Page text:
The majority of the book is building a case for allegiance replacing faith. The two chapters on new creation and restoring the idol of God are integral to Bates’ goal of viewing salvation from a wide-angle lens, but they seem disconnected from the allegiance debate. The content of these two chapters is solid and needs to be recovered by the church, but they seem like add-ons that jar the flow of what seems to be Bates’ primary goal. Other readers of the book have expressed similar concerns. In other words, the controversial rethinking of pistis undermines the goal of recovering a wide-angle salvation.
Faith vs Allegiance
Salvation by Allegiance Alone is clearly inspired by Bates’ own lively faith and desire for personal obedience to Christ. This is something with which I can resonate strongly. Easy-believism is a major problem in the church, and a desire for obedience is not legalism. And Allegiance is a tremendously helpful paradigm for reframing the discussion.
Consider the typical evangelical ‘faith’ paradigm. “Jesus died so that I could be forgiven” (and some will add “no matter what I do”). Jesus plus nothing equals everything. In this paradigm, exhortations for obedience are easily seen as legalistic additions to justification by faith alone. Obedience may be urged, but is optional.
However, the ‘allegiance’ paradigm say something like this: “Jesus defeated sin and death, and is now exalted as Lord of all”. It doesn’t downplay his atoning death, it simply places it in context. And how ought one respond to such a message? Trust, bowing one’s knee, allegiance. The proper response to news of an enthroned king is devoted loyalty. In this paradigm, obedience is not optional, it’s appropriately integral.
Before reading the book, I explained its thesis to my wife. We both agreed that the concept of loyalty is essentially correct. It even reflects the proper understanding of Deut 6:4, that Israel must worship Yahweh alone. In a world of competing gods, loyalty to one’s deity is integral. However, after reading the book, I am left feeling uneasy with where Bates goes with the thesis. This is due to exegetical, theological and pastoral concerns that will require more space than this review allows. Other reviewers have better expressed my own concerns. I think Patrick Schreiner’s comments are especially on-point.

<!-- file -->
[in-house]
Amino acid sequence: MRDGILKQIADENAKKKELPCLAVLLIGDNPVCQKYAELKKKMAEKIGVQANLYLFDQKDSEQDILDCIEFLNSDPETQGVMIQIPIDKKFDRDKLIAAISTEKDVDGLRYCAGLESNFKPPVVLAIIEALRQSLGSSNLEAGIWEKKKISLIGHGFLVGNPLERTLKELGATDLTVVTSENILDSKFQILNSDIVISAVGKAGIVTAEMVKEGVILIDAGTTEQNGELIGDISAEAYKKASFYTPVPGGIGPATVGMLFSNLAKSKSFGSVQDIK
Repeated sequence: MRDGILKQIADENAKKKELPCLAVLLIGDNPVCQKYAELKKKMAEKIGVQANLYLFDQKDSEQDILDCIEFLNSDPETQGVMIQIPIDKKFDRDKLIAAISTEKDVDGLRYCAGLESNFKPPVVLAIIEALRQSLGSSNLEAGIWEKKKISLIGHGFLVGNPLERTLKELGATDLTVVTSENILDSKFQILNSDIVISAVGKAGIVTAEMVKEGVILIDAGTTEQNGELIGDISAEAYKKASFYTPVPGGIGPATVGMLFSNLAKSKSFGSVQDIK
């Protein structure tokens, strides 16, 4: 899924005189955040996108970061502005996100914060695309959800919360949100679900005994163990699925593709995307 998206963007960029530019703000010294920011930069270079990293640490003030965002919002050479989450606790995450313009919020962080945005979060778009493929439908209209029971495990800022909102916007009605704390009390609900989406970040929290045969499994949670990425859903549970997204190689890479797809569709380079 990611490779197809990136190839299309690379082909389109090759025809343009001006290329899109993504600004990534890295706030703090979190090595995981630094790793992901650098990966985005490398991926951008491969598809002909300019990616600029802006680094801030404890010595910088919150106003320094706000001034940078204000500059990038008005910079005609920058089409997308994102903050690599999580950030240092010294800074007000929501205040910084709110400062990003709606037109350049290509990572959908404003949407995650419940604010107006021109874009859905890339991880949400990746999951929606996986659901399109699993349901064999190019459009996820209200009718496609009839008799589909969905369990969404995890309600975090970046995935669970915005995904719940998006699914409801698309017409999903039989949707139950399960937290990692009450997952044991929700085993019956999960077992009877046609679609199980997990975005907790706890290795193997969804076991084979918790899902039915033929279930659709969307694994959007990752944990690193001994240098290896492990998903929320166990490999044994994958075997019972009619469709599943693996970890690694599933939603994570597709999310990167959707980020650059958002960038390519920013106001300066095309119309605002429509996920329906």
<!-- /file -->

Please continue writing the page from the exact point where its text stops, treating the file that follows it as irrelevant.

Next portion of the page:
As much as Bates’ thesis resonates with me, I remain “yes, but.”
I commend Matthew Bates for his creativity and boldness in issuing this challenge. It is a bold and provocative thesis, logically argued and clearly written. Salvation by Allegiance Alone is excellent for students, clearly being road-tested in his own classes.
Salvation by Allegiance Alone has the potential to shake up one’s faith intellectually, emotionally and spiritually. Ideas change people, and however one lands on the thesis, the ideas contained in this book are worthy of deep consideration.
For myself, I am left with mixed feelings about the thesis and reluctance to bow the knee.
Many thanks to Baker Academic for a review copy